(704) 568-8841


Follow us on TwitterFollow us on FacebookFollow us on FlickrFollow us on Pinterest


We are active on TwitterFacebook, and Flickr with gardening tips, news, and updates. Follow us and stay in touch.

Here are some photos from our Flickr account.



Get important updates, tips & tricks on edible organic gardening, micro-farming and more. 

If you aren't one for filling out forms, fret not!

You can call us at
(704) 568-8841

Or you can send us an email

If you want to hire us for your project, need a quote, or if you have a few questions,
fill out the following and click submit. We'd love to help. 

Fill out my online form.

FAQ > General Information > How are Heirloom Plants Different from Hybrid Plants?

Search the FAQ for entries containing:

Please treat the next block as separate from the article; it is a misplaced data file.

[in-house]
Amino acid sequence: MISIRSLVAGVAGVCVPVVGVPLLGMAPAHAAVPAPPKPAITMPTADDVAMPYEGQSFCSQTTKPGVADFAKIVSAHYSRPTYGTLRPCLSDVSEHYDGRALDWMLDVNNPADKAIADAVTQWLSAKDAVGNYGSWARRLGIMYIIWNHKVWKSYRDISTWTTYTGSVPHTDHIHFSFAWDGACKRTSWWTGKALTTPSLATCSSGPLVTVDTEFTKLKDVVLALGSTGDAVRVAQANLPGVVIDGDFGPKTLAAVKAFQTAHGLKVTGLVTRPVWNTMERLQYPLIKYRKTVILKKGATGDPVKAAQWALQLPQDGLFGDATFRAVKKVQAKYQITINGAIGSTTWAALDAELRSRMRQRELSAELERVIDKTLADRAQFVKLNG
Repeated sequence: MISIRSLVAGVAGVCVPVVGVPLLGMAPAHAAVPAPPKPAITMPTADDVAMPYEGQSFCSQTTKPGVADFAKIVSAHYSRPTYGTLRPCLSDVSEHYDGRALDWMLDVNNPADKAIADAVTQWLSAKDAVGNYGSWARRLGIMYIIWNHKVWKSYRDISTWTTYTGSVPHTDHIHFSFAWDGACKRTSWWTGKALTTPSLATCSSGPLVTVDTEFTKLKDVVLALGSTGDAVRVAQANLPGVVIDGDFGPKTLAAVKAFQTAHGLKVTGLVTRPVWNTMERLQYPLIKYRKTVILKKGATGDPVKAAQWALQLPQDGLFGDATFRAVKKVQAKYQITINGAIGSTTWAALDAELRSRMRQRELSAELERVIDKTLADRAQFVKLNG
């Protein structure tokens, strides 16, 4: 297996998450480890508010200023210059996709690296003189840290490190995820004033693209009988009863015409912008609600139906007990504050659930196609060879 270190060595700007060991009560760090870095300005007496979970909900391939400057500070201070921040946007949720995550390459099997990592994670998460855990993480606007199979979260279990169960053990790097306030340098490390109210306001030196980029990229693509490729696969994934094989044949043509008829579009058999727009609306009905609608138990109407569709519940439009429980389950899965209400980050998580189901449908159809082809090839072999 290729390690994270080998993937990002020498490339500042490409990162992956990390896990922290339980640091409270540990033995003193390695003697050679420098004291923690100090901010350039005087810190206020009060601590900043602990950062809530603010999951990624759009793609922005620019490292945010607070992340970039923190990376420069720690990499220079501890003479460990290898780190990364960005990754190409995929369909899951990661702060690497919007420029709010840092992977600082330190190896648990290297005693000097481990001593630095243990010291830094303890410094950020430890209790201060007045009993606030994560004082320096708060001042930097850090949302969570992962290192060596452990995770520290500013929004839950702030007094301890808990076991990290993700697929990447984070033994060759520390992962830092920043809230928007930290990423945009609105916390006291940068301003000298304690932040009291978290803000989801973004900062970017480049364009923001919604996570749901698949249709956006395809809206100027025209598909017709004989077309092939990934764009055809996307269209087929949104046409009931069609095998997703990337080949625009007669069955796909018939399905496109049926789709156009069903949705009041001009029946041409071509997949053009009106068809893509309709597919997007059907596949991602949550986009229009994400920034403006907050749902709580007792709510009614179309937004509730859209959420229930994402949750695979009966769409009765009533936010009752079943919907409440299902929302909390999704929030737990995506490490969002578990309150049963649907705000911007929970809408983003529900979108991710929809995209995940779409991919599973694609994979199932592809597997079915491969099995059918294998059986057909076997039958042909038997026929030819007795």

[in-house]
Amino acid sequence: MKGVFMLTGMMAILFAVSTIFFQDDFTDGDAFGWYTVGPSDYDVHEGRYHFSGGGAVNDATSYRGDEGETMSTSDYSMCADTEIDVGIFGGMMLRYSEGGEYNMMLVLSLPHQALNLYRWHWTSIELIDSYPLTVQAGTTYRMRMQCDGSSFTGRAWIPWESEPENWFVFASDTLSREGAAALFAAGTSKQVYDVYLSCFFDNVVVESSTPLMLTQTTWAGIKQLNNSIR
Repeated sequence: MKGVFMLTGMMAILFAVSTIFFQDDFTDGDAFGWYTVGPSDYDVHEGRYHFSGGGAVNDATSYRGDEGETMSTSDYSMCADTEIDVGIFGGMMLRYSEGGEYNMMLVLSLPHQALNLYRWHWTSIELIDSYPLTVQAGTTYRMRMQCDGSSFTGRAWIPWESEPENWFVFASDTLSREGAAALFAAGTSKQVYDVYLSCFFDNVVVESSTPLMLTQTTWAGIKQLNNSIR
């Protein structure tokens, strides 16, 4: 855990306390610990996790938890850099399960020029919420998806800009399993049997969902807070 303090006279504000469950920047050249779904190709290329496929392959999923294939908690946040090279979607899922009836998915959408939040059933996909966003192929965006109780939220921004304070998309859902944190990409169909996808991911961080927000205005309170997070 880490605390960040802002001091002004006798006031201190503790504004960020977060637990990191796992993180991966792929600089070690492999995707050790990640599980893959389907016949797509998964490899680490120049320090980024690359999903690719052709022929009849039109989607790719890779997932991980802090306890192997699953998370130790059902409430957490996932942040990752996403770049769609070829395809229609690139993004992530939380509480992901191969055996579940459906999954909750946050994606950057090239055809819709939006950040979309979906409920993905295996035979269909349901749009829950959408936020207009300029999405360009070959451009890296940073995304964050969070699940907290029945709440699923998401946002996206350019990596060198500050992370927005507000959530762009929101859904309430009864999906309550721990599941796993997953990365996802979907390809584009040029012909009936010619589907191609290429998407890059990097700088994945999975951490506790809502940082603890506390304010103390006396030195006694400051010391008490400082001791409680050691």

Simply put, Heirloom plant varieties are non genetically modified organisms (non GMO’s) that are open pollinated. Hybrid plant varieties, on the other hand, are genetically modified organisms (GMO’s).

The definition and use of the word heirloom to describe plants is highly debated. Some say that a variety must be over 100 years old to be called heirloom, while others contend that in order to qualify as heirloom, a cultivar must predate 1945, which marks the end of world war II, and the beginning of widespread hybrid use by industrial growers. Still others insist that, in the purest sense of the word, a cultivar must have been nurtured, selected, and passed down from one family member to the next over a series of generations, to earn the heirloom title.

Last updated on November 27, 2011 by Matthew Kokenes